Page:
CBS Deserves No Ovation as Moonves Drama Ends
(Bloomberg Opinion) -- CBS Corp. has made it official: Les Moonves won’t receive any of his $120 million severance. But that it was even a question, and took so long to reach this conclusion, are exactly why there’s a feeling of ambivalence toward the #MeToo movement.
“With regard to Mr. Moonves, we have determined that there are grounds to terminate for cause,” CBS wrote in a statement Monday evening. No kidding.
On the one hand, #MeToo has taken away a lot of the shame and fear of speaking up about sexual assault, it’s made pariahs of some of the accused — like Moonves and fellow entertainment executive Harvey Weinstein — and it’s given women hope. But it shouldn’t have taken a media spotlight to remove a leader who had so grossly abused his power for years; even then, the inclination of CBS’s board was reportedly to protect him. There are also those who say men are under attack, their reputations one false accusation away from destruction, and that the answer is to sideline women in the workplace rather than elevate more of them. As misguided and dangerous as that line of thinking is, it’s still become part of the conversation and was amplified on a national stage during the debates surrounding Brett Kavanaugh’s controversial Supreme Court nomination process.
We’re conflicted because the people in power who are supposed to be leading by example have dropped the ball. Some, like Moonves, one of the most powerful men in Hollywood, were even among the worst offenders. CBS’s toxic culture didn’t just live inside the walls of his office either. It extended to other parts of the company, made its way into the content CBS created, then seeped through our television sets and into society. Only 39 percent of the TV characters CBS cast for the 2016-2017 season were women, according to the Center for the Study of Women in Television and Film at San Diego State University. As I’ve written before, I’d be curious to know how many of those were as superficial love interests or nameless murder victims in story lines that perpetuated sexist stereotypes and misogyny.
For every step forward, there are also new reports of troubling behavior. Just last week it was revealed that after actress Eliza Dushku spoke up about sexually harassing comments allegedly made by another actor on the set of “Bull” just last year, CBS – which had envisioned a bigger role for her – instead wrote Dushku off the show and paid her a $9.5 million confidential settlement. The actor who was accused of making the inappropriate remarks wasn’t just any co-star, but the star, Michael Weatherly, who plays the lead character in “Bull” and before that spent 13 seasons on the lucrative CBS hit “NCIS.” Let me repeat myself: Women don’t want settlements. They want to work and be treated as equals in their respective fields.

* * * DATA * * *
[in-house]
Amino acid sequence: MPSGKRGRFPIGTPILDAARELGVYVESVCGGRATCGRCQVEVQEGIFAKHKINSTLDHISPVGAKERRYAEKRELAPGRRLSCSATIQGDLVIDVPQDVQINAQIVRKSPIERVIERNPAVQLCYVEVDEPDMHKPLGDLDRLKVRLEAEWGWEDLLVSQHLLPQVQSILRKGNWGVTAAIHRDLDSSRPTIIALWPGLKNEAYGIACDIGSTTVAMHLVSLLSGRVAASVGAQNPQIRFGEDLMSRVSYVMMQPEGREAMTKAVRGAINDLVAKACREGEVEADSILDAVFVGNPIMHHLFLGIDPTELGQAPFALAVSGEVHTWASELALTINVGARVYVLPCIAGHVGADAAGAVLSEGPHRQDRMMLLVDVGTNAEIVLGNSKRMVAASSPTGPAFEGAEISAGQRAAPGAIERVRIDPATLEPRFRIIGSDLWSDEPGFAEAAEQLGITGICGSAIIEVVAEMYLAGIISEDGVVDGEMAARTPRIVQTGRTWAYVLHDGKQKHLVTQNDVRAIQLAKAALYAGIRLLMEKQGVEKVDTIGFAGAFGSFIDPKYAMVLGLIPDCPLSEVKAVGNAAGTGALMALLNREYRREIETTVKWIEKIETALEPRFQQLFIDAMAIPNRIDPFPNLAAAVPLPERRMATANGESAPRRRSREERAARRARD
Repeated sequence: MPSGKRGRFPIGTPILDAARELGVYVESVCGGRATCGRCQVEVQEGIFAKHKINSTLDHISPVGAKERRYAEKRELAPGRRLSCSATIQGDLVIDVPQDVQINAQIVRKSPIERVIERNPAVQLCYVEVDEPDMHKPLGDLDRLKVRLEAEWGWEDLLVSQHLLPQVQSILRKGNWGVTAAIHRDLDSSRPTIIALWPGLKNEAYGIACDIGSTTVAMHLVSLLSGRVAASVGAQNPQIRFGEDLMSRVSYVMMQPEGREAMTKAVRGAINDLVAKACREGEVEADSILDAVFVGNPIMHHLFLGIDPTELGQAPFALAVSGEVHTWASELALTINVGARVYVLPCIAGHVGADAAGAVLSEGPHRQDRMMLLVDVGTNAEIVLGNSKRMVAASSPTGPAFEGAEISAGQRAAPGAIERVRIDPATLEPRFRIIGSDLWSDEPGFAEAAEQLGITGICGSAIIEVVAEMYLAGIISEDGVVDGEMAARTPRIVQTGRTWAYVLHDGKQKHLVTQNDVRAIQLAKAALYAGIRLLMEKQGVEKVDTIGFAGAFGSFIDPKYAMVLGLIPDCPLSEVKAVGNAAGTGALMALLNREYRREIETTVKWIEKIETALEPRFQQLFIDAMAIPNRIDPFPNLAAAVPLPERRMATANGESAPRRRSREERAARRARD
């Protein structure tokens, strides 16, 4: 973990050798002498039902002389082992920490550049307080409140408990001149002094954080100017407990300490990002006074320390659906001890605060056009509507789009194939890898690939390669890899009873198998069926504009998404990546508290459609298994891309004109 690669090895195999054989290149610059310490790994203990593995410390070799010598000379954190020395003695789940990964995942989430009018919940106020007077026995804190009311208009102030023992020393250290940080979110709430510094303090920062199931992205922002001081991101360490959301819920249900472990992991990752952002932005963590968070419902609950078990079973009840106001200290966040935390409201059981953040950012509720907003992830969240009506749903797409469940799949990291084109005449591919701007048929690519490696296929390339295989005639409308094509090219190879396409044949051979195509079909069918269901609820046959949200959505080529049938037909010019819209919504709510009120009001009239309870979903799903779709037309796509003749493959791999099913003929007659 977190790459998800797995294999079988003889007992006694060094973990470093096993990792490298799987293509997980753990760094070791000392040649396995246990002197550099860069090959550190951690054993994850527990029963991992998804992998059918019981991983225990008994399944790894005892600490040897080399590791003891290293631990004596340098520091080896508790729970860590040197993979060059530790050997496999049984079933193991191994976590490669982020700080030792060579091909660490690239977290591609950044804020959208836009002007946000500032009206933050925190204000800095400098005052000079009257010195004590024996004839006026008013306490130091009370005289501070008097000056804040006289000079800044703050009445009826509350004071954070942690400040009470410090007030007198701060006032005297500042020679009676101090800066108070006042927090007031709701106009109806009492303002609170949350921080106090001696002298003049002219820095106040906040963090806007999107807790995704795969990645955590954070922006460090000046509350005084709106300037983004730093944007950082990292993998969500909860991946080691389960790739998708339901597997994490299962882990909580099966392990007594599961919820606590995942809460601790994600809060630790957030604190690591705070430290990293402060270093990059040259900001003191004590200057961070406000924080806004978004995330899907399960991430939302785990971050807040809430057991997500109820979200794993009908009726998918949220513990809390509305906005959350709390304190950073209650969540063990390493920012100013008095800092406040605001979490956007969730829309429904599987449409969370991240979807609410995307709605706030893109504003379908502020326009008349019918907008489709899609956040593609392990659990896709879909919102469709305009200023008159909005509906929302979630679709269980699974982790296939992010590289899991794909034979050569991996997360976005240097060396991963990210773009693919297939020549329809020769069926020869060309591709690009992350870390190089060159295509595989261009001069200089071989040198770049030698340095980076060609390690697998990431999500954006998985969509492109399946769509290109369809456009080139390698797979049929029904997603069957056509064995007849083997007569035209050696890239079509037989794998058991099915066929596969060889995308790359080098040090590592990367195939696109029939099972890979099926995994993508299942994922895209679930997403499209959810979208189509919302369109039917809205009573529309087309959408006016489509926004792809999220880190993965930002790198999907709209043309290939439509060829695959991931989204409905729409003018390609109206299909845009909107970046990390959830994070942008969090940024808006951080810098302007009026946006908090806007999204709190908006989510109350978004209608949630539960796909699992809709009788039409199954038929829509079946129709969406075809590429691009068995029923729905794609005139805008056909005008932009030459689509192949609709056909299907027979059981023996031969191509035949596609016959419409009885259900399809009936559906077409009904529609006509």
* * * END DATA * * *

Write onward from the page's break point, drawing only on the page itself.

But as easy as it is to get swept up in all the negative headlines, change really is happening. For example, CBS now has five female directors (in addition to controlling shareholder Shari Redstone) and joins a small universe of American companies that have female-majority boards. That is more than good PR.
Curtailing sexism and harassment at CBS, a media company that shapes so much of society and people’s opinions, is also far more powerful than just a single company’s reckoning. As CBS tries to repair its own culture and image, it has the power to influence society for the better. Let its many missteps be a lesson for other companies faced with whether to investigate possible misconduct or protect their all-important leader.
This column does not necessarily reflect the opinion of the editorial board or Bloomberg LP and its owners.
Tara Lachapelle is a Bloomberg Opinion columnist covering deals, Berkshire Hathaway Inc., media and telecommunications. She previously wrote an M&A column for Bloomberg News.
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